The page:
First a little about a witches broom.
It is often a tightly clustered, diseased, abnormal growth of multiple branches on a tree or woody shrub.
These growths are caused by different organisms. “Tree pruning” can leave a plant susceptible to causes such as insects, viruses and fungus on trees.
The large clump of mistletoe, shown here to the right, is a good example of a "'broom".
This is what they look like when the winter exposes them high up
in the trees of different species. I've seen many of them in Central Florida. However, they are found throughout the world.
trees are full of leaves, they are barely noticed and you may even think they are bird's nests of some kind.
Another type of witches broom, caused by a tree fungus often appears on Ficus bonsai and landscape Ficus trees as well.
I gave this a lot of thought. I had been growing plants too long to think it was true, but I wondered what would make someone else think so ?
Ficus sap can be toxic to humans. Those who are especially sensitive may suffer small rashes, an itch or welts where the sap touches the skin. Most people are only annoyed by the stickiness of the sap ... but toxic to other plants?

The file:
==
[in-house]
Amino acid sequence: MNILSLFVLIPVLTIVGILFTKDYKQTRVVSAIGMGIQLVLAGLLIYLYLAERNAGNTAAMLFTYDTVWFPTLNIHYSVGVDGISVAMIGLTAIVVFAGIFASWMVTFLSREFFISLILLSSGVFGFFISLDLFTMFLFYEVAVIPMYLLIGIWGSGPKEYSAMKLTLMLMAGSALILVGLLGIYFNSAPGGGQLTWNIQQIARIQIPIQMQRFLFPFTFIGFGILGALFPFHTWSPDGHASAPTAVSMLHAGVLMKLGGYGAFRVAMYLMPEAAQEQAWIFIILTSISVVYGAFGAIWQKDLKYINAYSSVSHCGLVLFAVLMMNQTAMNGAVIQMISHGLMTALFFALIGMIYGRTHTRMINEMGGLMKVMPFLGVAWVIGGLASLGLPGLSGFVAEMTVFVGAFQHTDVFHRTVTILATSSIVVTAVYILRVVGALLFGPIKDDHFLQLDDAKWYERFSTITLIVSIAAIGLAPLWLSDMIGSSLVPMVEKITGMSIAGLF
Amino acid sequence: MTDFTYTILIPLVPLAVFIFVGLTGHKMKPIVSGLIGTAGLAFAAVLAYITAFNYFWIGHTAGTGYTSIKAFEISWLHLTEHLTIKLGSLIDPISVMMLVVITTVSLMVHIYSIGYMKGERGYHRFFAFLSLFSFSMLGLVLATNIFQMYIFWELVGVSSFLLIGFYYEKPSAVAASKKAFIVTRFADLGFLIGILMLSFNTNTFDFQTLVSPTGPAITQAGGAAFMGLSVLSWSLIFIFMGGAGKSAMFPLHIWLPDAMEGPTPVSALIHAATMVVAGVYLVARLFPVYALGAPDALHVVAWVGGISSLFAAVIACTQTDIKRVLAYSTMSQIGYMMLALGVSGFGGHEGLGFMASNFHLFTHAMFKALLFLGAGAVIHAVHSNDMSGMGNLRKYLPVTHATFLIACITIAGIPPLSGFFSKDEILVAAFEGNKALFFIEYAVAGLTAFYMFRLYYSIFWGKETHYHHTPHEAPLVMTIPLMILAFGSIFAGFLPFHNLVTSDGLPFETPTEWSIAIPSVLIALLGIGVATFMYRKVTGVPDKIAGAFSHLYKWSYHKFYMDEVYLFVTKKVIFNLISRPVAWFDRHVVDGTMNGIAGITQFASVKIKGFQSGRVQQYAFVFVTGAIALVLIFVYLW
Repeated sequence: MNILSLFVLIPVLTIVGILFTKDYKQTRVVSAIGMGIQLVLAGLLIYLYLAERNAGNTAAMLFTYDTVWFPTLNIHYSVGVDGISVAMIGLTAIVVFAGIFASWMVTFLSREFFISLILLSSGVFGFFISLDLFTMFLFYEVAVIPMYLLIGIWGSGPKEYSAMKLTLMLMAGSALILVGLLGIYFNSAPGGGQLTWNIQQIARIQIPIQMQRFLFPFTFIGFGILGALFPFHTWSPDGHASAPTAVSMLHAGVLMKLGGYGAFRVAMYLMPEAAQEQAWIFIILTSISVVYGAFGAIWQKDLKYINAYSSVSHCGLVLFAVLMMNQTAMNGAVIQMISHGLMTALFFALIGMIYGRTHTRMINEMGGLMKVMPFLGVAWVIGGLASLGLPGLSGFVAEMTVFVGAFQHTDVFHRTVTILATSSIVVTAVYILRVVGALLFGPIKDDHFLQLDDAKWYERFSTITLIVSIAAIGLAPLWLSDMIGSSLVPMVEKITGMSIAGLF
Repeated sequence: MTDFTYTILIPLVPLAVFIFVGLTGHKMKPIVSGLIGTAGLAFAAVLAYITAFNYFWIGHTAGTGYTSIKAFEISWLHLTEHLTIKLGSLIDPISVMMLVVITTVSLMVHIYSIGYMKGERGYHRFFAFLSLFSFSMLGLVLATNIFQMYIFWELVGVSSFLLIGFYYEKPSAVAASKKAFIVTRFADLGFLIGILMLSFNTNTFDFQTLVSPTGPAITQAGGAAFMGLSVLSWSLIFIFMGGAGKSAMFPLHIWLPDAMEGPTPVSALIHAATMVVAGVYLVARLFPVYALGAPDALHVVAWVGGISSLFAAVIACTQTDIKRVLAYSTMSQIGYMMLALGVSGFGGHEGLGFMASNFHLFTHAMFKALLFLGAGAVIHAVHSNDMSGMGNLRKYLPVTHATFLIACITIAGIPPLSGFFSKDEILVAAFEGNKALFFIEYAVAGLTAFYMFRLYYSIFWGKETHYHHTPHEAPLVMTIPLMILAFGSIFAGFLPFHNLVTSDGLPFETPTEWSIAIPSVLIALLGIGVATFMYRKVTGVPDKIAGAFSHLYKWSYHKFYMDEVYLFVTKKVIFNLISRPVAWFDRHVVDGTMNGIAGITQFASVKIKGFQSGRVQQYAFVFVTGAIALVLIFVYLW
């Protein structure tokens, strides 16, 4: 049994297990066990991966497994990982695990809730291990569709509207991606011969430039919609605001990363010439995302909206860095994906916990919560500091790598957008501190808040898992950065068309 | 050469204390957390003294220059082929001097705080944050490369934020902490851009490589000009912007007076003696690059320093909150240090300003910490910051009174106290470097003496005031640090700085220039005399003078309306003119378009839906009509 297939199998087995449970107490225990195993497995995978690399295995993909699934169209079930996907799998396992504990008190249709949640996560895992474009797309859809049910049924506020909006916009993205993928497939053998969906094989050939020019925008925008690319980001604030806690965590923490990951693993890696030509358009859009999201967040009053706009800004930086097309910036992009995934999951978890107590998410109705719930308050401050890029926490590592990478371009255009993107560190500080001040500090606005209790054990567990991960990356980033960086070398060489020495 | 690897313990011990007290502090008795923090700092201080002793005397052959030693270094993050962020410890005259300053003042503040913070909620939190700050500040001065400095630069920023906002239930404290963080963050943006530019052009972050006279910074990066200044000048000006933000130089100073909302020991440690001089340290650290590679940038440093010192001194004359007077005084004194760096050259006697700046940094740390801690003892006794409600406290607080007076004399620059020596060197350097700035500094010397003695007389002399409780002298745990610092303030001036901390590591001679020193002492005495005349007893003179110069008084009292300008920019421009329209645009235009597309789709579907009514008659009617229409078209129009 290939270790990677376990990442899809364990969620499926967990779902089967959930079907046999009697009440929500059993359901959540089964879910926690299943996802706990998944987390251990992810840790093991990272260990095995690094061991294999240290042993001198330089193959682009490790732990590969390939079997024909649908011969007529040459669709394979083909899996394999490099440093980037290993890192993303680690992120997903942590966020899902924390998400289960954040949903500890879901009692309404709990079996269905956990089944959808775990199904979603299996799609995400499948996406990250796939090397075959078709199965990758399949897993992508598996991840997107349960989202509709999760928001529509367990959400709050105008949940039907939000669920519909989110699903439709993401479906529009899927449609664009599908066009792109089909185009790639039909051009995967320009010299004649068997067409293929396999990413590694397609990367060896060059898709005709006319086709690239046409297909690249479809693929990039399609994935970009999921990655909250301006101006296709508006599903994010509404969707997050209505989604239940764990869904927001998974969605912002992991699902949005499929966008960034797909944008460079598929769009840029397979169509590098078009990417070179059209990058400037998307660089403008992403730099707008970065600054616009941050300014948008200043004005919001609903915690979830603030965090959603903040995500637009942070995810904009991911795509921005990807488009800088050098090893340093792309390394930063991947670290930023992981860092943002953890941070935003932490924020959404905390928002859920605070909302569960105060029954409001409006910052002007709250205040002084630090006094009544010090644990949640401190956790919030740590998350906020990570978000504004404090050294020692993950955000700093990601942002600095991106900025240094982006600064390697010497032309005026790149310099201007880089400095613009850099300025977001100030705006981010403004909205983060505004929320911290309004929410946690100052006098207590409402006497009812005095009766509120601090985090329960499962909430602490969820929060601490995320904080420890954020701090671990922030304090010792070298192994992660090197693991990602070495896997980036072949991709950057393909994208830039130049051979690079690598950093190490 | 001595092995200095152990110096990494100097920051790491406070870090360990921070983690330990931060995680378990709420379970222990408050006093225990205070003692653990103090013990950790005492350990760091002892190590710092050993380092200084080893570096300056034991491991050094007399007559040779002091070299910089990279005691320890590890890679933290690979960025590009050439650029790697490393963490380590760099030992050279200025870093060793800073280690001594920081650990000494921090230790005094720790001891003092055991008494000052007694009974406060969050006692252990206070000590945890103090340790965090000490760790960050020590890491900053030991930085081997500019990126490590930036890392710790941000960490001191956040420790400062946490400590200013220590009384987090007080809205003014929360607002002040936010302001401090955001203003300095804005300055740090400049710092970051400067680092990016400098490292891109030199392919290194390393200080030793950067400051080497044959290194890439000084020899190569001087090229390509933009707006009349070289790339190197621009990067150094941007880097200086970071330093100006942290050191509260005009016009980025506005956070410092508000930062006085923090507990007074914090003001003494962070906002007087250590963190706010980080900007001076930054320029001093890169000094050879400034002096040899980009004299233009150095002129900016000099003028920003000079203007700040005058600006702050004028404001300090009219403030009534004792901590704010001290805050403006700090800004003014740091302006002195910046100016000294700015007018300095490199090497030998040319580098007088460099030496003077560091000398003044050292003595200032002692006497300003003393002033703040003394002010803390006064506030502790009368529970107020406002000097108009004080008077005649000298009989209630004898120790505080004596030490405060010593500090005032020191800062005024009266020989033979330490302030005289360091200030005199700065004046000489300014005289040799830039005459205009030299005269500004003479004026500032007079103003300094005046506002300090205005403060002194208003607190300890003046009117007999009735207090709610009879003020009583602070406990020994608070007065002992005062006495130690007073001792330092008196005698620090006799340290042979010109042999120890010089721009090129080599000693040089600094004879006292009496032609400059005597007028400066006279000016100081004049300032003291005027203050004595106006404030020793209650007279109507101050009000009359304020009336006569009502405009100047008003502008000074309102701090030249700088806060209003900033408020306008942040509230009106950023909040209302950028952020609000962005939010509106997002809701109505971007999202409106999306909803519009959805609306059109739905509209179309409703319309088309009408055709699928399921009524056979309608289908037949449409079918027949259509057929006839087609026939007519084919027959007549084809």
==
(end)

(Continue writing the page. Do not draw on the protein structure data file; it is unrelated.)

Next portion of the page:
Then I remembered an outbreak of witches broom we had at our 5 acre wholesale bonsai nursery, many years ago.
As it was, they all appeared on Ficus and were all on trees in one area. (They never showed up on Ficus nerifolia).
Our plant inspector removed one of the affected branches and sent it to the Florida Department of Agriculture, Pathology Department.
It was identified as Schaeropsis spp., a fungus on trees.
This tree fungus infects stems easily through wounds (such as bonsai cuts.)
The bonsai Ficus shown here is not infected.
This fungus can even be spread through touching the infected area with your hands and then handling a potential host.
Instead of risking our entire bonsai Ficus pre-bonsai crop, we destroyed all the plants in the infected area. All tools were disinfected.
Without disinfection, Schaeropsis can be spread by using the same tool - going from one spot to another... that is where the myth comes from.
The Ficus sap may assist the spread by sticking to tools, but the sap itself is not "toxic" to other plants. Many trees, in addition to Ficus, can be hosts.
Although not common, galls such as this can be another Ficus bonsai problem.
(Photo courtesy DPI, Florida Department of Agriculture)
It's difficult to diagnose the exact plant fungus or germ, but it's relatively unimportant. The cure is the same.
To rid a Ficus bonsai tree of a witches broom or galls of any kind, carefully prune the infected area well below the gall. Seal the removed branch in a plastic bag and throw it out.
Read about disinfecting your tools between plants or between each usage especially on any infected trees.
Consider wearing disposable gloves and always wash your hands with an antibacterial soap after handling these plant problems.
Some witches brooms appear to be caused by genetic mutations!
Unlike 'brooms' caused by living organisms, there is usually only one broom per tree when the cause is a genetic mutation, and they do not spread.
Be sure you know what you're working with!
Also see the page on beneficial critters.
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